And speech also incorporate sounds, right? So let's have a little play with what The Lazzi is.

I'd like you to choose a scene from one of the three examples.

Example number one.

You could be sitting on a balcony, eating cherries and spitting the pips over the edge.

They start hitting people and you continue as it is fun to be mischievous.

Okay, that's a classic Commedia dell'Arte scene.

Example number two.

You could be in a house and the doorbell goes.

It is the lady next door and she terrifies you.

You are convinced that she is a witch! Or example three.

You could be watching a fly buzz around the room.

It lands on your hand, your nose and your forehead.

At this time, you attempt to swap the fly and only end up causing damage to yourself.

Okay, pick one of those three options so that we can move on with that specific scene.

I'm going to choose example three.

Ouch! So that was my first go at creating a Lazzi based around option three.

Now it's your turn.

So step one is to practise staging your chosen Lazzi from the examples we just saw.

See how comical you can make it through your exaggeration.

If you're stuck, feel free to use my fly example, if not, give yourself a push and try option one or option two.

You'll need to pause the video to complete this task and then click resume to see the next step.

Welcome back.

Hopefully, by this point you've now established where some moments come forward for comedy.

And what we're going to do next, is explore those moments of comedy and push them a little bit further.

So step two, I would like you to develop your Lazzi by considering a defined moment.

This means you pick a specific part of the scene to highlight through the exaggeration.

So specifically, we can look back on my example and we can think where were there specific moments? Where were the defined moments? While I can remember, swatting the fly with the rolled up newspaper, I can remember nearly choking on the fly and I can remember flicking the fly down, where it's no more.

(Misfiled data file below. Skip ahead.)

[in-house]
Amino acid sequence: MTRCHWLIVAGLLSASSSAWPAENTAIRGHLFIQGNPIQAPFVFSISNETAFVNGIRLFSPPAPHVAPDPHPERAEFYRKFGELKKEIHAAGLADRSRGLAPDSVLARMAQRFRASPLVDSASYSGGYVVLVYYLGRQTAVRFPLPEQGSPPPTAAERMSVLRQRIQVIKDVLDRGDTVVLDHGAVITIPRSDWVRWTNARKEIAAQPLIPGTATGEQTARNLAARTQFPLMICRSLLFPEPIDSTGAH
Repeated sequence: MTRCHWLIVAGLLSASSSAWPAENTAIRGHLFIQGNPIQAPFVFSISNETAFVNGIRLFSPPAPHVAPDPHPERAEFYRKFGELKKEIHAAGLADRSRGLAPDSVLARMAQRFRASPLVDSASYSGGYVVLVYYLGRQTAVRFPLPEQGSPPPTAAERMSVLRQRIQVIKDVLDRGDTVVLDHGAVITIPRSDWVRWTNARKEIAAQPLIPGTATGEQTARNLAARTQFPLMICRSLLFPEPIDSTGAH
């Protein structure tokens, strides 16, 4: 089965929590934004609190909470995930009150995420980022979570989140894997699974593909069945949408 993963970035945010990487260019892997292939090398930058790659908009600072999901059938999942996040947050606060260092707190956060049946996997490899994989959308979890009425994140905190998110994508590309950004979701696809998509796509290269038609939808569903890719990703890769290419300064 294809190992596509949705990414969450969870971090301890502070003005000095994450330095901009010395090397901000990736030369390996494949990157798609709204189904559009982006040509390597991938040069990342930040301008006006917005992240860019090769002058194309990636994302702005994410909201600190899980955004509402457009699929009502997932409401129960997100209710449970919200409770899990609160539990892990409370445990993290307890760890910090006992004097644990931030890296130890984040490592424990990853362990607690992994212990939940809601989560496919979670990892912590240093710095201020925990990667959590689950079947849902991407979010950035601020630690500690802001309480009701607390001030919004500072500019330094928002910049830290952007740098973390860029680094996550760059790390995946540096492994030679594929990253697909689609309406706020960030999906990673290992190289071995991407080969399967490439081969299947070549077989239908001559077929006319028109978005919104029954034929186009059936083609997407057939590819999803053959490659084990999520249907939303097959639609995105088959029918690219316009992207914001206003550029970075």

So there are three key moments in what I did that I could choose from.

I wonder what those moments could be in your Lazzi and to which one you could choose.

Go with the easiest one for now.


So I'd like you to pause the video.

I'd like you to give it your best go and just exploit that one moment of comedy, play around with it, exaggerate it to the fullest.

Okay, as far as you can and then come back to resume when you're ready.

Welcome back.

How was that? I wonder how you got on, what was the most difficult moment? What did you struggle with? Personally, I struggled with the exaggeration.

I think it's often hard to figure out where you can take it.

After you've pushed it so far, I think it's really difficult to try and understand where the limitations are.

And limitation is something that we'll discover a little bit more in the lessons to come.

But for now I think where is the boundary? When do I know that I've done enough? And it takes reflection and refinement to be able to understand where that line is.

So look back on what you've done and think did I push that exaggeration as far as it can go? Did I push it too far? Did I not push it enough? Have a think.

And this is different for all of us, as this is personal to you.

But just know that exaggeration for this is paramount, it's key.

Okay, it doesn't work without it.

The final part of this lesson and the extension, if you like, is step three.

This is where you're going to have a go at creating your own Lazzi which could be practised using the same style of exaggeration or exaggerated play that we have used so far in this lesson.

Think about the first activity that we did.

Think about the exaggeration that was used and the simplicity there.

Okay, think about how we built that up from such a naturalistic perspective, it got bigger, we established emotion, and then by the end we had something that was very clear.

I'd like you to pause the video now to give this a go.

Once you've done this, combining all of your skills and your prior knowledge up to now, come back to resume the video while we'll consolidate and finished the lesson.

Thank you for taking part in today's lesson.

I hope you've enjoyed it as much as I have.

You've worked really hard and we've learned a lot of new information about Commedia dell'Arte and where it came from.

If you'd like to learn more please join me for our next lesson in the series, lesson two for Commedia dell'Arte: An Introduction.

Until then goodbye and take care.